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    What You Need to Know About the Vaping Epidemic

    It's no secret that the biggest public health concern in the US right now is the teen vaping epidemic. Vaping has been overwhelming the news cycle in recent months and the statistics prove why.  

    Nationally, 20% of high school students reported using e-cigarettes in the past month – up from 1.5% in 2011. In Massachusetts, the number of high schoolers vaping DOUBLES to 41 percent. What was originally supposed to be a substitute for adult smokers trying to quit has rapidly become a serious threat among adolescents, as well as adults. 
    Here's what you should know about oral health and vaping.
    Vaping has a direct effect on oral health.

    While many still consider vaping as not quite as harmful to oral health as smoking cigarettes, vaping can have a negative effect on teeth and overall oral health. E-cigarettes release formaldehyde when heated with batteries set at high voltages. The aerosol or vapor, which users inhale, can contain nicotine, ultrafine particles that can be inhaled deep into the lungs, chemicals linked to lung disease, volatile organic compounds, cancer-causing chemicals, and heavy metals such as nickel, tin, and lead. 

    Exposure to e-cigarette aerosol can lead to more bacteria in the mouth, which is associated with tooth decay, cavities, and gum diseases. It can also cause dry mouth, inflamed gums, and other issues. The flavoring capsules in e-cigarettes can lead to cavities and increase the risk of developing chronic lung diseases. 
    There are serious broader dangers surrounding vaping, particularly among adolescents.
    Most e-cigarettes contain nicotine, which we know is addictive. Nicotine has very serious effects, especially on the teen brain. It can harm brain development, which occurs into your mid-20s. It affects parts of the brain that control attention, learning, mood and impulse control. Nicotine causes that "pleasure center" activation and the feeling becomes highly addictive - more so than alcohol and cannabis, and similar to cocaine. Vaping in particular causes faster absorption of nicotine and thus gives users that "high" quicker than cigarettes, leading to even greater addiction.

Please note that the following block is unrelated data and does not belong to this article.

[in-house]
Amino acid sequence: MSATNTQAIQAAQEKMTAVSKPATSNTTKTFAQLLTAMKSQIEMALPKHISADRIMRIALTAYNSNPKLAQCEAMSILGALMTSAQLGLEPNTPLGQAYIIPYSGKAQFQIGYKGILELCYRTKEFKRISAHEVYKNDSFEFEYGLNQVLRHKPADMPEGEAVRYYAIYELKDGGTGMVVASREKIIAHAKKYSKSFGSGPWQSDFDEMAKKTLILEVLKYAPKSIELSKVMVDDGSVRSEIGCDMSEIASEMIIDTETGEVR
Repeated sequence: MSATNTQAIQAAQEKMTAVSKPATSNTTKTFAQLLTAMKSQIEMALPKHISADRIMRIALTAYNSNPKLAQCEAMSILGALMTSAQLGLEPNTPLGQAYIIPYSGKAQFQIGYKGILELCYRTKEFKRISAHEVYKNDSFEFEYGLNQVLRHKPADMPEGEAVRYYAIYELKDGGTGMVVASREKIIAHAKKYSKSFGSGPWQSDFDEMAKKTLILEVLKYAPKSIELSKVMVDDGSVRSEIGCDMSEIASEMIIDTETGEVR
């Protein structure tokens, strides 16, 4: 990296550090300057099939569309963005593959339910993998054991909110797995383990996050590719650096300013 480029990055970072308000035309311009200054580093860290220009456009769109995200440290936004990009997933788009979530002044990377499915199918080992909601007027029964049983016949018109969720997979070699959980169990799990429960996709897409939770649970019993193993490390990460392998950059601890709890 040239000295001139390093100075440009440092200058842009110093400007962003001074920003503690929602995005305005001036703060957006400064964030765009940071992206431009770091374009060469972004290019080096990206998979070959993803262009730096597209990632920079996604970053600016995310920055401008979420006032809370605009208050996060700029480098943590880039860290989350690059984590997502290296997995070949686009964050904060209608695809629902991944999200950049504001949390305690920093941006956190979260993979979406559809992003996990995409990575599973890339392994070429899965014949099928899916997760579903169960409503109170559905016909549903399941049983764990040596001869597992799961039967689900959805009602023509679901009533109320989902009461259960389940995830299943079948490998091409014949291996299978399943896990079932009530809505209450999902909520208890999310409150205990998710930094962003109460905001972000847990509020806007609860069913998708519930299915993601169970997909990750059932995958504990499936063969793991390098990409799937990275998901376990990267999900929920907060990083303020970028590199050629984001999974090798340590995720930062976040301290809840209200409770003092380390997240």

It's important for families discuss these important issues, especially with teens.
    While there is no singular, proven way to assist adolescents who want to quit vaping, we have to work together and be proactive now, or this will continue to get worse. Creating an opportunity for an open conversation about the effects of vaping and e-cigarettes is the first step to reversing the epidemic. And there are many resources available that can help start that conversation.
    There are resources are available to help families tackle vaping and its health concerns.

    • The American Lung Association is a great resource for parents and patients to learn more about vaping and its risks. 
    • Get Outraged is a guide from the Massachusetts Department of Public Health for talking to kids about the dangers of vaping.
    • The Office of the Surgeon General has great resources for parents.
    • The Center for Disease Control also has information for providers on its website, including an informational page all about tobacco use in adolescents.